In the blog category “Case Studies” Professor David Wilkinson offers an excellent platform to discuss clinical problems and cases within a closed alumni community. This area is password-protected and only accessible to past HealthCert Skin Cancer Certificate course participants.
We encourage you to submit clinical images and questions so we can all learn together.
This week’s case discussion features a female patient who came in for a skin check, and this lesion was identified. There is no history available. Continue reading “Case discussion: How would you treat this patient? [17 January]”
This week’s case discussion, submitted by Dr Puneet Goyal, features a 71-year-old male patient with a previous history of non-melanoma skin cancer. This lesion is noted during his skin check and he is unsure if it’s new.
This week’s case discussion, submitted by Dr Bronwyn Edmunds, features a 64-year-old female with a scaly macule on her forearm, with a past history of BCC.
In this week’s case discussion from my own practice, an elderly gentleman with long-standing chronic solar damage and multiple keratinocyte cancers presents for a skin check.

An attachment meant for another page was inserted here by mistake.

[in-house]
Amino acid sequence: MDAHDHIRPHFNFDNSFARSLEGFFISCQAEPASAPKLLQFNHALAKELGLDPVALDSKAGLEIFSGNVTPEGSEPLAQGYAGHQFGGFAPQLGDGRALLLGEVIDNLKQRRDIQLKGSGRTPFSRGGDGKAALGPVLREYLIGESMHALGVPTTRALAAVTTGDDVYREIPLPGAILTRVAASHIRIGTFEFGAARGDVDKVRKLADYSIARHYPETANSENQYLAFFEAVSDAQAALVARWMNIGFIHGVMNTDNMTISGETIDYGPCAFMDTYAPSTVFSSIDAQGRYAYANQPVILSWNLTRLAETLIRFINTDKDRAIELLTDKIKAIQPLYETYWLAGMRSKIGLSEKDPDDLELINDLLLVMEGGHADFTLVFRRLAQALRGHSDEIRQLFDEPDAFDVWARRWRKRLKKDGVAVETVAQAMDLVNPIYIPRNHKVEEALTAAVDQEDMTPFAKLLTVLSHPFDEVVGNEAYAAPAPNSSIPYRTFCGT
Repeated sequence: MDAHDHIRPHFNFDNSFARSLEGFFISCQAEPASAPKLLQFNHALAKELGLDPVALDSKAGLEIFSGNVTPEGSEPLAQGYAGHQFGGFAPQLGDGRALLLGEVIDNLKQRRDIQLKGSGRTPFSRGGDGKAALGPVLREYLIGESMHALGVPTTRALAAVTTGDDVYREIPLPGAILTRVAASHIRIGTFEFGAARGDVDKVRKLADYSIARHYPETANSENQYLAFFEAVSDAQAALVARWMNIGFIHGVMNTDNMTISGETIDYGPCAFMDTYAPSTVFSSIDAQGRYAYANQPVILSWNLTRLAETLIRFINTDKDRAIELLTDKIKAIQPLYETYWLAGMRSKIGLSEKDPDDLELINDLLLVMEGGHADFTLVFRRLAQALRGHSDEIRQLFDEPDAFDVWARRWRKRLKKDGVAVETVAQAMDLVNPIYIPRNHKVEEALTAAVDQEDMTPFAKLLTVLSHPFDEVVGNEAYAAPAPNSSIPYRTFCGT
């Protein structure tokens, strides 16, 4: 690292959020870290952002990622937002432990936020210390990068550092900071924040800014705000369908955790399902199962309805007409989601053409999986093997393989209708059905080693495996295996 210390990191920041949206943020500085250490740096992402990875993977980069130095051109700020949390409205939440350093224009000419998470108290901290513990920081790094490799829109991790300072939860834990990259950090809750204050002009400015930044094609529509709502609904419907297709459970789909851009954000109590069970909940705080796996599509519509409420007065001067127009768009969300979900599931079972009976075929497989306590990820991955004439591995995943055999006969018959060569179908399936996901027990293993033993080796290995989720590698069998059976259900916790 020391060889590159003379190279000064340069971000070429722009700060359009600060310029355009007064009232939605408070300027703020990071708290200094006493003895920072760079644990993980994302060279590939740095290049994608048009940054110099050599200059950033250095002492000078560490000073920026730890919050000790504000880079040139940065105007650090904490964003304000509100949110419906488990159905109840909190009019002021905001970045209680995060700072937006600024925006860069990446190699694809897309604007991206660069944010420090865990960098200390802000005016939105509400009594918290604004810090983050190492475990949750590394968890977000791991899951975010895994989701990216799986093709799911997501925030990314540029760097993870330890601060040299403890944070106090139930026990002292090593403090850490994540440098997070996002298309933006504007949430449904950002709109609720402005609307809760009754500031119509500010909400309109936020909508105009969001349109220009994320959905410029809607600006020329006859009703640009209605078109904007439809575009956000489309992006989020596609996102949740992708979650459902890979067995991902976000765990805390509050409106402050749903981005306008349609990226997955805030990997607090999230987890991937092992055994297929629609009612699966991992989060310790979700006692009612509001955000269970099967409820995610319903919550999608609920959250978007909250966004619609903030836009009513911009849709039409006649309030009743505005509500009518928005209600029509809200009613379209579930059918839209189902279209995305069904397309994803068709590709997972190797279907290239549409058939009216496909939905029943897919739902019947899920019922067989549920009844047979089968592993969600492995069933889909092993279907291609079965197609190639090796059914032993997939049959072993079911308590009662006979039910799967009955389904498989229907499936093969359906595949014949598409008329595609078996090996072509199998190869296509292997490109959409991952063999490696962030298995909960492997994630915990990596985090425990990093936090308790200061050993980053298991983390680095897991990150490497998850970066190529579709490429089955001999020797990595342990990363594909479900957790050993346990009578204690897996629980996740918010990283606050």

This week’s case discussion features a middle-aged male (a surfer) who presents to my practice for a skin check and complains about his lips. He notes that they have been like this “for months”.
This week’s case discussion from my own practice features a middle-aged woman who presented for a skin check with little medical history of note. On examination this small, pink lesion was noted.
A few weeks ago, on 11 October, I shared the case of an elderly man with biopsy-proven nodular BCC, whose skin, circulation, and general medical condition made surgery “unwise”. I shared how I planned to do a gentle curette (of the tumour only) and then use ALA and PDT to treat his lesion. Continue reading “Case discussion: How would you treat this patient? [29 November]”
This week’s case discussion, submitted by Dr Terry Harvey, features a 62-year-old lady with a history of two BCCs who presented for a routine check.
This week’s case discussion was submitted by Dr Terry Harvey. These two dermoscopic images were taken three months apart on a 32-year-old female patient. What is your initial evaluation and how does it change after reviewing the second image?
The topic of this week’s case is pigmented lesions on the face of elderly people. This 82-year-old woman presented to Dr David Stewart with a longstanding lesion on her cheek, possibly slowly growing.